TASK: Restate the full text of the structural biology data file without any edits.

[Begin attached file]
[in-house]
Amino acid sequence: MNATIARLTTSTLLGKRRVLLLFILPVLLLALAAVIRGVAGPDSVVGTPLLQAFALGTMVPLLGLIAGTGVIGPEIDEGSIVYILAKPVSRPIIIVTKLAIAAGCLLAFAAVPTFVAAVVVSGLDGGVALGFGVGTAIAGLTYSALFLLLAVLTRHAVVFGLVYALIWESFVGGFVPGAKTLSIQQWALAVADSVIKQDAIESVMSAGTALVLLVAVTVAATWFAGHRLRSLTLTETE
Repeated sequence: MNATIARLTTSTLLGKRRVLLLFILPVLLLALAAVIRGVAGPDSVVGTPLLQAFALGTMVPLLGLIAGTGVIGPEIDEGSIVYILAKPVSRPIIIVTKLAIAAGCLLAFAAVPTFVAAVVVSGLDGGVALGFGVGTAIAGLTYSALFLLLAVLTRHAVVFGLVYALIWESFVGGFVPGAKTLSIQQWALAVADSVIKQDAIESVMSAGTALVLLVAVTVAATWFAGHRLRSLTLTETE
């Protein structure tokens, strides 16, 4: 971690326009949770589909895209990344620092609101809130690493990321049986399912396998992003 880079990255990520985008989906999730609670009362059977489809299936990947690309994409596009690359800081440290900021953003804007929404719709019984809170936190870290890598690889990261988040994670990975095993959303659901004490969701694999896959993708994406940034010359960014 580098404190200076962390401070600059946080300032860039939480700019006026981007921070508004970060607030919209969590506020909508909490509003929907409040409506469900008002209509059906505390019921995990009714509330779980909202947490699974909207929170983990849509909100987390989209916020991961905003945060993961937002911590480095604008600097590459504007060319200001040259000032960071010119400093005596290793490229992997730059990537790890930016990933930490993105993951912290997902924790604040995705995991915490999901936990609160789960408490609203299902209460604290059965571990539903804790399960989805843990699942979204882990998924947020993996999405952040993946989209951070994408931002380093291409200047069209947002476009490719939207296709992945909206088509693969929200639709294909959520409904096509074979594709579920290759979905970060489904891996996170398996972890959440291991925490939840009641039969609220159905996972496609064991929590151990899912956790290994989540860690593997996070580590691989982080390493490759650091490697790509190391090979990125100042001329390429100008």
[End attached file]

[in-house]
Amino acid sequence: MNATIARLTTSTLLGKRRVLLLFILPVLLLALAAVIRGVAGPDSVVGTPLLQAFALGTMVPLLGLIAGTGVIGPEIDEGSIVYILAKPVSRPIIIVTKLAIAAGCLLAFAAVPTFVAAVVVSGLDGGVALGFGVGTAIAGLTYSALFLLLAVLTRHAVVFGLVYALIWESFVGGFVPGAKTLSIQQWALAVADSVIKQDAIESVMSAGTALVLLVAVTVAATWFAGHRLRSLTLTETE
Repeated sequence: MNATIARLTTSTLLGKRRVLLLFILPVLLLALAAVIRGVAGPDSVVGTPLLQAFALGTMVPLLGLIAGTGVIGPEIDEGSIVYILAKPVSRPIIIVTKLAIAAGCLLAFAAVPTFVAAVVVSGLDGGVALGFGVGTAIAGLTYSALFLLLAVLTRHAVVFGLVYALIWESFVGGFVPGAKTLSIQQWALAVADSVIKQDAIESVMSAGTALVLLVAVTVAATWFAGHRLRSLTLTETE
């Protein structure tokens, strides 16, 4: 971690326009949770589909895209990344620092609101809130690493990321049986399912396998992003 880079990255990520985008989906999730609670009362059977489809299936990947690309994409596009690359800081440290900021953003804007929404719709019984809170936190870290890598690889990261988040994670990975095993959303659901004490969701694999896959993708994406940034010359960014 580098404190200076962390401070600059946080300032860039939480700019006026981007921070508004970060607030919209969590506020909508909490509003929907409040409506469900008002209509059906505390019921995990009714509330779980909202947490699974909207929170983990849509909100987390989209916020991961905003945060993961937002911590480095604008600097590459504007060319200001040259000032960071010119400093005596290793490229992997730059990537790890930016990933930490993105993951912290997902924790604040995705995991915490999901936990609160789960408490609203299902209460604290059965571990539903804790399960989805843990699942979204882990998924947020993996999405952040993946989209951070994408931002380093291409200047069209947002476009490719939207296709992945909206088509693969929200639709294909959520409904096509074979594709579920290759979905970060489904891996996170398996972890959440291991925490939840009641039969609220159905996972496609064991929590151990899912956790290994989540860690593997996070580590691989982080390493490759650091490697790509190391090979990125100042001329390429100008």